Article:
Surveying Our Analysts for Their Favorite Stocks
We've gathered a list of all-stars from the industrials sector.
As editor of Morningstar GrowthInvestor and manager of the Growth Portfolio, I rely on Morningstar's equity analysts to bring their best ideas to my attention. Morningstar's 1,900-stock coverage universe is divided into industry groups. I recently asked our industrials analysts, who are responsible for sectors ranging from airlines to defense contractors, one question: What company on your coverage list would you most like to own if it was available at the right price? (Of course, Morningstar analysts are prohibited from owning an interest in the stocks they cover, so this question is purely hypothetical.)
Mine would have to be Grupo Aeroportuario del Pacifico (PAC). It's one of three publicly traded Mexican-airport operators (and has a wide moat like the others), but is the only one with an average risk rating (versus above-average ratings for the others). Much like Grupo Aeroportuario Del Sureste (ASR) and Grupo Aeroportuario Centro Norte (OMAB), Pacifico operates its airports in local monopolies and is free to manage its unregulated commercial revenue. Pacifico operates six of Mexico's 10 busiest airports, and its domestic/international passenger levels are more evenly split (61% domestic, 39% international) than those of either ASR or OMAB. As a result, both the influx of low-cost carriers and the U.S.-Mexico bilateral flying agreement strongly benefit Pacifico.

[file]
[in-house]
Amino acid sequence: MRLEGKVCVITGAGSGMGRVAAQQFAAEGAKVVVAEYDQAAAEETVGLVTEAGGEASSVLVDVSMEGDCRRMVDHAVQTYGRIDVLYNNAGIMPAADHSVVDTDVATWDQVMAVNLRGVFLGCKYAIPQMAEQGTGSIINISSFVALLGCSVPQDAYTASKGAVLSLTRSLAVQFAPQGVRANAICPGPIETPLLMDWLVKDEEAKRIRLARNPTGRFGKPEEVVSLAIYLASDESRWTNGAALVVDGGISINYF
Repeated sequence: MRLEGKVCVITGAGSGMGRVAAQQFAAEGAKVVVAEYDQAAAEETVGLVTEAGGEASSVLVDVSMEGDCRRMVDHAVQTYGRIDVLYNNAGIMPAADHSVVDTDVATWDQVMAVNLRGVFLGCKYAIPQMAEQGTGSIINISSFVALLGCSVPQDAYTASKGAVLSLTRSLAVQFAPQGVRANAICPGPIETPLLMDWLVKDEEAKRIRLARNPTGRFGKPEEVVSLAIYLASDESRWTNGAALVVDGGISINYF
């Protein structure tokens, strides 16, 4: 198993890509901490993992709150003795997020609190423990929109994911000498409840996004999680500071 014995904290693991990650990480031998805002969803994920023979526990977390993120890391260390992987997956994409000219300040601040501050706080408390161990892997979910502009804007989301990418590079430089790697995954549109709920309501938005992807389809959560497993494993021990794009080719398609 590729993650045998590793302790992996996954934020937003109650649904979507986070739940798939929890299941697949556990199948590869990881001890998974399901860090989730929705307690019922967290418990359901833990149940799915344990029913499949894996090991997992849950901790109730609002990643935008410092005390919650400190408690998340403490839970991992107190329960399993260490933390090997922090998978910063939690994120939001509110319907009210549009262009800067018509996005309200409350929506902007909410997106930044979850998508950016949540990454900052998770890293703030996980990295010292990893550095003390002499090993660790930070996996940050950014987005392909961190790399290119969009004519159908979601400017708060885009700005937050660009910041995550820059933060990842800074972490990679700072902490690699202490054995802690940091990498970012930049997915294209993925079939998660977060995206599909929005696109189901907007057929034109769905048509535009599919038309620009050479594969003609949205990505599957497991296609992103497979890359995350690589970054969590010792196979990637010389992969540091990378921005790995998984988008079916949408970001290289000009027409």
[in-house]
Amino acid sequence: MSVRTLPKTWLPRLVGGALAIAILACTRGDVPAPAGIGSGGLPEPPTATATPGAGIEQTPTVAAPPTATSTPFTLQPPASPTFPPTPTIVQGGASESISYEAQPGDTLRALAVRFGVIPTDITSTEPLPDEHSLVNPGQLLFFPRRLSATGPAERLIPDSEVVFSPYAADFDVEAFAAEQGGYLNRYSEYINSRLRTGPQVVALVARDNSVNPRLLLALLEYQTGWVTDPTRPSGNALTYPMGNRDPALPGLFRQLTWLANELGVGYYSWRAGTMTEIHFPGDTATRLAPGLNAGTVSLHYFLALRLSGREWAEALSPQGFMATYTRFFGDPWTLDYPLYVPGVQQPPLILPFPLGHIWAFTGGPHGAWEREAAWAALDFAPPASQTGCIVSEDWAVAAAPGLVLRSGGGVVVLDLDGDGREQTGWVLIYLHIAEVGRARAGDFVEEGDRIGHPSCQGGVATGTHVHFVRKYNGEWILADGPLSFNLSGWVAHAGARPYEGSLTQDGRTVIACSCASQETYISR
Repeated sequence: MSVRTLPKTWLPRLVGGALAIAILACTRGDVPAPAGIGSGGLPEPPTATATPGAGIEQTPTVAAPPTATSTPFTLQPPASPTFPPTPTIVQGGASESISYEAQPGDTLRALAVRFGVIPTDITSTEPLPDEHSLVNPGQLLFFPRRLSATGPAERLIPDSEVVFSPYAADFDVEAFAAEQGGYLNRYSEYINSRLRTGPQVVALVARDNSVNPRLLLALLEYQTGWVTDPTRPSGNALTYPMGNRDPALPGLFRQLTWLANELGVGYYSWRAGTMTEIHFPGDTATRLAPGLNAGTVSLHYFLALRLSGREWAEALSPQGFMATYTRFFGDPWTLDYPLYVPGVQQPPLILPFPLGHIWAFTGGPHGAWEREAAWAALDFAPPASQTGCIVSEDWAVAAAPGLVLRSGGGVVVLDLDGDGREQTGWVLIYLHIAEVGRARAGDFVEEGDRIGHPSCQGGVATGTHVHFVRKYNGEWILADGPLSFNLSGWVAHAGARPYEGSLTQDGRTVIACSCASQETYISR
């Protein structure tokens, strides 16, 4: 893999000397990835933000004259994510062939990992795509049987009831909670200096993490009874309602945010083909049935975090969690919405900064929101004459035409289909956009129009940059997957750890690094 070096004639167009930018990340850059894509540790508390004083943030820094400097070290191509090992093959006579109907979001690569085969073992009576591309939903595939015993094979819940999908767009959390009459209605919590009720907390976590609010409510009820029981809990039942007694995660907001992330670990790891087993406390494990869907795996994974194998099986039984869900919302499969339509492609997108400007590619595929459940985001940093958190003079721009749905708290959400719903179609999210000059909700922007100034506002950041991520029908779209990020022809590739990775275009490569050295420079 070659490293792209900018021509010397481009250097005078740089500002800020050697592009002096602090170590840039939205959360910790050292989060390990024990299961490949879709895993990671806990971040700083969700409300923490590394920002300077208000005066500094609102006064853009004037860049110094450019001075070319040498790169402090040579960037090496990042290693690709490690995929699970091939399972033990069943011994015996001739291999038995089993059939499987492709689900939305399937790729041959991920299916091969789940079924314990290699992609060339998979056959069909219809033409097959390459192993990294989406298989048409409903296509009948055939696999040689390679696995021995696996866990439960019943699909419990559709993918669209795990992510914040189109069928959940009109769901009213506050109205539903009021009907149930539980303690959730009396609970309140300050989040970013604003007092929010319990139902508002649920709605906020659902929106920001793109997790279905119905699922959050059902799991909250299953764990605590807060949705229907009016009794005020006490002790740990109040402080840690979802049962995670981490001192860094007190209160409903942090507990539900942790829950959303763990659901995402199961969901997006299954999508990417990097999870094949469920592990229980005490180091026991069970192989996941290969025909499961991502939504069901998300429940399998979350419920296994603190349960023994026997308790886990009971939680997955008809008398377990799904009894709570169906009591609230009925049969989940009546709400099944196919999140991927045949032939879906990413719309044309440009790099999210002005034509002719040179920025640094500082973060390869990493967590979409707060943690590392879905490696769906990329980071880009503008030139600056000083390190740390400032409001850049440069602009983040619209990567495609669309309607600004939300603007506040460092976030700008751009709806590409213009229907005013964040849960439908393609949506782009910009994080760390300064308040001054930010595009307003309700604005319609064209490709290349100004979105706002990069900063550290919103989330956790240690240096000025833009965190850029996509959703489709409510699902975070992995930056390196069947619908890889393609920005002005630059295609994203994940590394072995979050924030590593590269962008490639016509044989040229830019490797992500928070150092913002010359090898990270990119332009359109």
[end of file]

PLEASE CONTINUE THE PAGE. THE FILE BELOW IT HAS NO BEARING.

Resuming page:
General Dynamics (GD) gets more out of its people and its assets than any other defense contractor. It was the first to break the mold of "large government contractor = pseudo-governmental agency" in which inefficiencies are gross and employees punch out precisely at 5 o'clock, and it has maintained a sizable lead in its ability to generate economic profits. In fact, we only recently awarded our second wide moat to a defense contractor, Lockheed Martin (LMT). And while Lockheed is generating enormous wealth for its shareholders, it's still not quite able to deliver the same returns on invested capital as General Dynamics.
I like to think of Ecolab (ECL) as the Cintas (CTAS) of soap. The firm has a large distribution network through which it provides a slew of cleaning and sanitizing products and services to major restaurant chains, hotel chains, hospitals, and retail outlets. It is the sole player in this space with sufficient scale to serve its customers on a global basis. It is also now the only large player to have a direct distribution model, as its next largest competitor, Johnson Diversey, withdrew from the direct-distribution market in mid-2006.
Precision Castparts (PCP) would be the one. Aircraft orders remain robust, with Precision executing nicely. Its recent acquisition of SMC continues to outperform expectations, with operating margins in the division now expected to rise to 20% by fiscal 2008 from the midsingle-digit range when the acquisition was announced in August 2005 (it closed in May 2006). The 20% level would be above companywide operating margins, which are in the high teens, so this is impressive.